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Libnah or Lobna (Hebrew: לִבְנָה‎, whiteness; Latin: Lobna) was an independent city with its own king at the time of the Israelite occupation of Canaan, and appointed to the tribe of Judah as one of the 13 Kohanic cities during the Israelite settlement (Joshua 21:13). The town revolted during the reign of King Jehoram of Judah, according to 2 Kings 8:22 and 2 Chronicles 21:10, because Jehoram "had abandoned [the] God of his fathers". The revolt took place at the same time as Edom revolted against Judean rule (2 Kings 8:20-22).

Josiah, King of Judah, married Hamutal, daughter of Jeremiah of Libnah (1 Chronicles 3:15; 2 Kings 23:31-32;2 Kings 24:17-18; Jeremiah 22:11). Two of their sons, Jehoahaz and Zedekiah also became Kings of Judah.

As recorded in the Hebrew Bible at 2 Kings 19 and Isaiah 37, in 732 BCE , 185,000 Assyrian soldiers under King Sennacherib were killed by an angel of God while encamped near Libnah, thwarting their advance from Lachish to Jerusalem.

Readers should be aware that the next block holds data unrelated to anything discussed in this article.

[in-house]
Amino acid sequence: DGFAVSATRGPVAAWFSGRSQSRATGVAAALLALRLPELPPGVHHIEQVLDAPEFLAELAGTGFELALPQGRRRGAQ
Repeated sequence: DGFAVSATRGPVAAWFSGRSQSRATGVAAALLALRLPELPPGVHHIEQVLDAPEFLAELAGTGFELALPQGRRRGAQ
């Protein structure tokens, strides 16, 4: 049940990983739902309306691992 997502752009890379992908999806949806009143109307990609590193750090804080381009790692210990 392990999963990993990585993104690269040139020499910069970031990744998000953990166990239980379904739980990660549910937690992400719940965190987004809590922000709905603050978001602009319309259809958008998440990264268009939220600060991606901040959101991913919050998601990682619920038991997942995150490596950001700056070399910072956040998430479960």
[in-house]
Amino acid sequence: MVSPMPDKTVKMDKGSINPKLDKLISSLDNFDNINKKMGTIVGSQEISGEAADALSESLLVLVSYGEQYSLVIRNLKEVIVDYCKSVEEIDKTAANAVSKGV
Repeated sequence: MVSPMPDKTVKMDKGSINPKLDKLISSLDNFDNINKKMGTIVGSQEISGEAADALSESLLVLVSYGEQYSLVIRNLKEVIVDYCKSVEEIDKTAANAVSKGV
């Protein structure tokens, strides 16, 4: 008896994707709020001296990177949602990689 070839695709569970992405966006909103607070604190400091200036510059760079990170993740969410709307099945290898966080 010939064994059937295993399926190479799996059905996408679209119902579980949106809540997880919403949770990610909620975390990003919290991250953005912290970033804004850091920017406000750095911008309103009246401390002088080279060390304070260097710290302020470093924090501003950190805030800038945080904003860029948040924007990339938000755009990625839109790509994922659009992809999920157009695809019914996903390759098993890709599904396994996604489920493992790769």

Exodus station[edit]

Libnah is also the name of the 17th station among of the places the Israelites stopped on the Exodus. This is probably a different location; most likely this Libnah is located in the Sinai Desert where the Israelites traveled prior to entering the land of Canaan.

Possible Sites and Excavations[edit]

  • The excavators of Tell Zeitah have suggested it as a possible location of Libnah. [1]
  • An excavation has been initiated at Tel Burna, which has also been identified as the possible site of Libnah. [2][3][4] Tel Burna, was fortified, lies between the Philistine city of Gath and the Judahite city of Lachish, and was inhabited continuously from the Bronze Age onwards. Until the Judahite period, it appears to have been a pagan cultic centre.[5]


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Coordinates: 29°55′N 34°40′E / 29.917°N 34.667°E / 29.917; 34.667